Two years ago, while researching this book on the D-Day campaign, Max Hastings was trying to think himself into the minds of the poor bloody infantry who were about to invade Hitler’s Festung Europa. He was then whisked away to cover the Falklands War, to sit in the British Army’s unchanged Landing Craft (Assault) while an air raid took place overhead, the smell of sea-sickness rose from the bilge and the barely-controlled chaos that governs all military operations took place ashore.
The experience certainly did the Max Hastings by-line a great deal of good, and publishers being publishers, they have probably doubled the planned print-run for this volume as a result. But the impact of the Falklands campaign has been less than beneficial on what is otherwise a very good book indeed. There are only a limited number of ways that you can write about a battle, and some authorities would claim that there are but two. You can write about it from the point of view of the generals, who are supposed to know what is going on, or you can tell it from the point of view of the troops on the ground, who invariably have almost no idea what is going on, except that it is invariably awful, funny, boring or just plain terrifying.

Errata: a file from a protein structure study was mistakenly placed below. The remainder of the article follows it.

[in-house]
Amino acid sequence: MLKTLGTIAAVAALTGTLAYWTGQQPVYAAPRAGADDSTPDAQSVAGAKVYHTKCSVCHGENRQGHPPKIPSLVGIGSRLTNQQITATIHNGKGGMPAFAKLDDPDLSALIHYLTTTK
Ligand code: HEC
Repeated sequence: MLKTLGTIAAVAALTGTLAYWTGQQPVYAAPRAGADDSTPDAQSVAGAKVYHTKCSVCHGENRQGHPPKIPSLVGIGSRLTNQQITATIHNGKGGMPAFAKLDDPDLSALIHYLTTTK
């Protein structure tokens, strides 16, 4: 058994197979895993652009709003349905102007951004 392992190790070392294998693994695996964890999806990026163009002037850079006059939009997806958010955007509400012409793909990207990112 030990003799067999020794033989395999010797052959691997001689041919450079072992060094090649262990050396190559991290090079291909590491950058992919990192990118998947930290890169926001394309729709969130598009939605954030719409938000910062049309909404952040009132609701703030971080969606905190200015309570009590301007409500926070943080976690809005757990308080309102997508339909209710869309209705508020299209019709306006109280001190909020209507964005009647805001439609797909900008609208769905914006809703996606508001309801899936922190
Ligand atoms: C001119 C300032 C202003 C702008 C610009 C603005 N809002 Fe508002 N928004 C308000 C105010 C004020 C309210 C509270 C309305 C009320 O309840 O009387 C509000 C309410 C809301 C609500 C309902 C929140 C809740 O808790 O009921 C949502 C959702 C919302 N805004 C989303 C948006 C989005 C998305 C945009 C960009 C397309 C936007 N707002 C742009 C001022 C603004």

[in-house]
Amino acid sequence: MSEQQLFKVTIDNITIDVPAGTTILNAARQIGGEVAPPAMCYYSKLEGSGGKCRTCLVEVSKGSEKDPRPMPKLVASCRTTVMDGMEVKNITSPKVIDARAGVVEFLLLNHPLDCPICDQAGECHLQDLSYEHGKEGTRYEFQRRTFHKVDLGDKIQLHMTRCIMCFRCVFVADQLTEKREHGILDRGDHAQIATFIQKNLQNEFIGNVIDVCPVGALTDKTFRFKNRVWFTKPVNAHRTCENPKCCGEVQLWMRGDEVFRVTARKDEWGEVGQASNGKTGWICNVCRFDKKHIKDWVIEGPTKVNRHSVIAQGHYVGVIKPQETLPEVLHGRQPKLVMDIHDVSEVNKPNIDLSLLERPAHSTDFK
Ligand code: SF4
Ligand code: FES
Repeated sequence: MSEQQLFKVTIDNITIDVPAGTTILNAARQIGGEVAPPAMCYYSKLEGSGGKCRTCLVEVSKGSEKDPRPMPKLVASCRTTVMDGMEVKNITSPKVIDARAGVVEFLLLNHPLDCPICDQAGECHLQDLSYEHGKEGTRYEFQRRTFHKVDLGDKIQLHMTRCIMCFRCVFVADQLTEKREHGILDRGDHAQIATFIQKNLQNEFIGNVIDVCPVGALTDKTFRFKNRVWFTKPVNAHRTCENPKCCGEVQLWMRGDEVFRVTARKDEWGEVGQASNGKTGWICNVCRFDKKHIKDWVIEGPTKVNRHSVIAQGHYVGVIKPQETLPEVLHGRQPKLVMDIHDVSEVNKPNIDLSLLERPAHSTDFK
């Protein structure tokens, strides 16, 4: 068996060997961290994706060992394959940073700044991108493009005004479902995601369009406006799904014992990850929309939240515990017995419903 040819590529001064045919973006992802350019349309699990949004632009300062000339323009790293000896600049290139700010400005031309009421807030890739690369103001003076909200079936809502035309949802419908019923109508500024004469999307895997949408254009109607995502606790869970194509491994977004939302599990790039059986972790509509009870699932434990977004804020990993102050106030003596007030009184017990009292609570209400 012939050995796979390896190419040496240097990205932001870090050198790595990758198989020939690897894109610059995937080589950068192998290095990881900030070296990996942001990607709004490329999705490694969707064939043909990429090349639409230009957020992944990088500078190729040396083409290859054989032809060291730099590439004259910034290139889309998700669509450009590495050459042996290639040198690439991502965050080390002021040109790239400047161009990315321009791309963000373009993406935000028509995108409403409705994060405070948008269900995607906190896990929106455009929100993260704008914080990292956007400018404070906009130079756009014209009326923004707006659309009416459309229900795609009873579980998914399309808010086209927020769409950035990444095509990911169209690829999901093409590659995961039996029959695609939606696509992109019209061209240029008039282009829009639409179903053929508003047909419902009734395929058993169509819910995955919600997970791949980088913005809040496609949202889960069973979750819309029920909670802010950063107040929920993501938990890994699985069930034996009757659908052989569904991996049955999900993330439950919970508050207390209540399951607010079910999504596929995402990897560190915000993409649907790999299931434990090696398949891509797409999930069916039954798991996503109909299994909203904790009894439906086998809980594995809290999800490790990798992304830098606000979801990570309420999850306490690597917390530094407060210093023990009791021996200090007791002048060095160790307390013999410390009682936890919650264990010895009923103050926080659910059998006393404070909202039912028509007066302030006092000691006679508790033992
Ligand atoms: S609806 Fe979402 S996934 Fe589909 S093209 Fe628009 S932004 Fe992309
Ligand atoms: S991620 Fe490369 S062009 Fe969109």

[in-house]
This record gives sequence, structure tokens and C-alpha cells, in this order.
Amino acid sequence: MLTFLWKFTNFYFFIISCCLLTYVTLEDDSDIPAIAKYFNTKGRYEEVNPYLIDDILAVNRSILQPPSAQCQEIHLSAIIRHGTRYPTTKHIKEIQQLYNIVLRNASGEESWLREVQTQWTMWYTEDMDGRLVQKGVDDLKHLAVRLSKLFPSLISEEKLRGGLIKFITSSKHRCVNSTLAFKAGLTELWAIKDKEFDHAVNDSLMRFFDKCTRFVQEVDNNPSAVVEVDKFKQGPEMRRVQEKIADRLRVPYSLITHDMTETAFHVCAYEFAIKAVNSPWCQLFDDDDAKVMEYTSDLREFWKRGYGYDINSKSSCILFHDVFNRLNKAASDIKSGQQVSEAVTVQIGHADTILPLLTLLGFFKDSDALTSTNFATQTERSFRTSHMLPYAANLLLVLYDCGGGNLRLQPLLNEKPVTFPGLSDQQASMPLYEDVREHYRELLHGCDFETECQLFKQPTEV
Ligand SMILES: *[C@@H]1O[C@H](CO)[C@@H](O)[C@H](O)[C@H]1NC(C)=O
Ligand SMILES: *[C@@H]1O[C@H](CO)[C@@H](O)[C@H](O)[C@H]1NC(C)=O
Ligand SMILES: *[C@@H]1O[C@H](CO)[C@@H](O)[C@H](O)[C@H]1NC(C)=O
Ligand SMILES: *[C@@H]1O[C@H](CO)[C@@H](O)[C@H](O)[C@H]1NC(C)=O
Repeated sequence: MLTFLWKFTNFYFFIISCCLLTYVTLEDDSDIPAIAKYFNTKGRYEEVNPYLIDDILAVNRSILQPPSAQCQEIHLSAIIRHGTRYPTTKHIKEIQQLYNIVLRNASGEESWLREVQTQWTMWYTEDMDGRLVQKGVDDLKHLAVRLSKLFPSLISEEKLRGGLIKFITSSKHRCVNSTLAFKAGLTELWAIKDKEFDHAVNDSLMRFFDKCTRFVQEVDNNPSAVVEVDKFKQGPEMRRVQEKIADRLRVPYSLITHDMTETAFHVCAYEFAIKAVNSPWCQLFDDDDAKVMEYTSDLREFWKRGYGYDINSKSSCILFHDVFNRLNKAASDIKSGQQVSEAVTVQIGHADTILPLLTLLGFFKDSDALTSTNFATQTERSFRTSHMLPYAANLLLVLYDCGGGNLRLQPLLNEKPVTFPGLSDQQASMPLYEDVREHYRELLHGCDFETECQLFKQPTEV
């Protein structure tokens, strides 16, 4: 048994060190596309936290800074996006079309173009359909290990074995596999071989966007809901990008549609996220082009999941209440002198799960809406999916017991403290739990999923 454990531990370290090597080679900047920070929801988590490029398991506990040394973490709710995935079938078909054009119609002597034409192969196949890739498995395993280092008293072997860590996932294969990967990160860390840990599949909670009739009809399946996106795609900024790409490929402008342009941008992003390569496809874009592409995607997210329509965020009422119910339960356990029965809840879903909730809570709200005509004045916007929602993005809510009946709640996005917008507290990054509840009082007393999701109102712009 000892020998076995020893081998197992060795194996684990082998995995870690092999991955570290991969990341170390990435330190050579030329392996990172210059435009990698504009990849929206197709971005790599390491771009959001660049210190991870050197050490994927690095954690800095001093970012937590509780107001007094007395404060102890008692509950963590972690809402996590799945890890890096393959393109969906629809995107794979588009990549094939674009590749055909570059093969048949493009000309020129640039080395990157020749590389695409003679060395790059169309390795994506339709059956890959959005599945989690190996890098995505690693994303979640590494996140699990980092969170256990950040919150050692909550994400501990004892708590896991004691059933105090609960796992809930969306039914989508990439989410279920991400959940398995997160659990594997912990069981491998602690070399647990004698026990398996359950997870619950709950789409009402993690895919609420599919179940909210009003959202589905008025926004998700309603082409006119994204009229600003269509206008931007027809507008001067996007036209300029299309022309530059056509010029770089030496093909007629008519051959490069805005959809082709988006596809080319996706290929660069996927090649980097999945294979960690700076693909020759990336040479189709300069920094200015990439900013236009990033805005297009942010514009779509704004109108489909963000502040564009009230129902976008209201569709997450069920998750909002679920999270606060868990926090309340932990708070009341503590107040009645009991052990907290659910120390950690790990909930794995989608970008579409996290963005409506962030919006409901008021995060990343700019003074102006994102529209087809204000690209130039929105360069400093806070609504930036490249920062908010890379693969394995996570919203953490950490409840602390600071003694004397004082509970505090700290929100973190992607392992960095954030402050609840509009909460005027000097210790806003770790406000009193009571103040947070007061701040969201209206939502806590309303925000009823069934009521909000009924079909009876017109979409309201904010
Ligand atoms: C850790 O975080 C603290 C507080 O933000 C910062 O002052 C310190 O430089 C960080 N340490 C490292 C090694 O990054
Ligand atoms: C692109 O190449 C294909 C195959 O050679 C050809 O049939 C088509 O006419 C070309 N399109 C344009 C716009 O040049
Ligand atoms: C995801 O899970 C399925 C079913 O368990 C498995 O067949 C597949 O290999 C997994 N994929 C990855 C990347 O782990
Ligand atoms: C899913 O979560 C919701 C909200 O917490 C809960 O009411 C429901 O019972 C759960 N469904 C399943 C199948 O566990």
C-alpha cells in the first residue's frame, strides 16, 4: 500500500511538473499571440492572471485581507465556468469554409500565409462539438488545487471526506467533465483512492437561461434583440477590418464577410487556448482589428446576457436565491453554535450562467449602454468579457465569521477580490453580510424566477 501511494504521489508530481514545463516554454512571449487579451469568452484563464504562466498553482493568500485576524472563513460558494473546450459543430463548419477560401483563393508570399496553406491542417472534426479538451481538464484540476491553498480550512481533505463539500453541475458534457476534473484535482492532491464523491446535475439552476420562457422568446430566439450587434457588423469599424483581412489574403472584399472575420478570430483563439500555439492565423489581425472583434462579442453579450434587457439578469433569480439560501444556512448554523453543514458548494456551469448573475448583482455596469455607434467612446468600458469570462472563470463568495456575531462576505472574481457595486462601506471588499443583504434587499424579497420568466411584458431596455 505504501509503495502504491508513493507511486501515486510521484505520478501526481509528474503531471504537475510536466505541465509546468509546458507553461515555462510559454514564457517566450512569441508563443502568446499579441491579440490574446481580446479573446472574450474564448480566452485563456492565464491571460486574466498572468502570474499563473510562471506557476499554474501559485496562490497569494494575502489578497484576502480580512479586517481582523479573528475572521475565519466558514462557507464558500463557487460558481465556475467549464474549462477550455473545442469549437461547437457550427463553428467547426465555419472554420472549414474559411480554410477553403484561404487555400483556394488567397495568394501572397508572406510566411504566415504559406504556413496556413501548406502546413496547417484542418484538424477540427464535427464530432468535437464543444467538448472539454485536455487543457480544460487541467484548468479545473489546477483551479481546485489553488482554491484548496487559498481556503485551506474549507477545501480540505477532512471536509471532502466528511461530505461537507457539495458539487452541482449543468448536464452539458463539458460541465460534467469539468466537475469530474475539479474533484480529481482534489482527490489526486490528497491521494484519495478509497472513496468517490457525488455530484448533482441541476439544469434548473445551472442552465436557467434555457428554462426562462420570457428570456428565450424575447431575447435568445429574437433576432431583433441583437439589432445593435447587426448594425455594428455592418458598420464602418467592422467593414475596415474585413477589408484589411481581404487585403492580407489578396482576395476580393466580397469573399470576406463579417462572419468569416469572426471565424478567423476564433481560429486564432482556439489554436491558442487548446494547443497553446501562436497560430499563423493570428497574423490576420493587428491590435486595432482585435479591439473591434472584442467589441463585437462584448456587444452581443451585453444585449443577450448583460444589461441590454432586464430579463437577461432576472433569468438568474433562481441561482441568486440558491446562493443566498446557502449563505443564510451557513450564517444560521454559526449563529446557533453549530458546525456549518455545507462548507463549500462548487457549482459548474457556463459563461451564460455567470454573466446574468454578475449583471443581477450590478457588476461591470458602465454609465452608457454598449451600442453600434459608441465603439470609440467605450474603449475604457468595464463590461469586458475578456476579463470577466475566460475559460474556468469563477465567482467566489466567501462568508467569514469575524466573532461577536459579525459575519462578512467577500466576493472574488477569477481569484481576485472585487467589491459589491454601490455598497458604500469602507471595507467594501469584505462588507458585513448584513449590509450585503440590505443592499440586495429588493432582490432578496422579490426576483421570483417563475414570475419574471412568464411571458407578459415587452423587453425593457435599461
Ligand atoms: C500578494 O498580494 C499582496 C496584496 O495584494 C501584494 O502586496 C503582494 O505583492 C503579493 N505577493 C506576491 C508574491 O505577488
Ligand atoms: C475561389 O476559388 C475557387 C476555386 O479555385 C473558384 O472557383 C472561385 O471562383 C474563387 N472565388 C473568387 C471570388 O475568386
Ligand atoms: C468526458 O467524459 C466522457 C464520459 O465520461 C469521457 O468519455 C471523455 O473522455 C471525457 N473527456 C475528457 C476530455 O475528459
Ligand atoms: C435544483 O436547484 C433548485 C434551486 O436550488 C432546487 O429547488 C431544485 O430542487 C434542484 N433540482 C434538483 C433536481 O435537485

The problem with Max Hastings’ book is that he tries to do both. There are moments when we are in the command bunkers, and poring over the minutiae of Montgomery’s various orders and letters back to the Chief of Staff in London. And then we are suddenly switched into the